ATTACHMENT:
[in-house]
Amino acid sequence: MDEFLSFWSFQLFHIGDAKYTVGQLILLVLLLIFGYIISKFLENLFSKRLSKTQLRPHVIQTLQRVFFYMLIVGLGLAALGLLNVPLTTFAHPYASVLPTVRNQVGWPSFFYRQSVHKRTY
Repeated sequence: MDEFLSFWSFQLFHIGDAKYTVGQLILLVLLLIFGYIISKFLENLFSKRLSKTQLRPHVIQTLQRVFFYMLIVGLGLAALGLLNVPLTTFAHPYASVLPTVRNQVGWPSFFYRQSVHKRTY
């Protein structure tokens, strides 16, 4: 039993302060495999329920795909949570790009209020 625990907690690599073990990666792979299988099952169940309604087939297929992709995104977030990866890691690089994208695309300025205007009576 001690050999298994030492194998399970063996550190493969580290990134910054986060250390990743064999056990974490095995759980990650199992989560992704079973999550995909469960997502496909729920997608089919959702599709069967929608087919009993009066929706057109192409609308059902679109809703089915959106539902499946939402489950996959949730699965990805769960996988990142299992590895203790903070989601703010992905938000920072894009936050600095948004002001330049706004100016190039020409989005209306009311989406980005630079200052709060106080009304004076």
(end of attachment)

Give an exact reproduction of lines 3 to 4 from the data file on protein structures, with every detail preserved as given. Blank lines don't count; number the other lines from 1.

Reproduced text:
Repeated sequence: MDEFLSFWSFQLFHIGDAKYTVGQLILLVLLLIFGYIISKFLENLFSKRLSKTQLRPHVIQTLQRVFFYMLIVGLGLAALGLLNVPLTTFAHPYASVLPTVRNQVGWPSFFYRQSVHKRTY
């Protein structure tokens, strides 16, 4: 039993302060495999329920795909949570790009209020 625990907690690599073990990666792979299988099952169940309604087939297929992709995104977030990866890691690089994208695309300025205007009576 001690050999298994030492194998399970063996550190493969580290990134910054986060250390990743064999056990974490095995759980990650199992989560992704079973999550995909469960997502496909729920997608089919959702599709069967929608087919009993009066929706057109192409609308059902679109809703089915959106539902499946939402489950996959949730699965990805769960996988990142299992590895203790903070989601703010992905938000920072894009936050600095948004002001330049706004100016190039020409989005209306009311989406980005630079200052709060106080009304004076």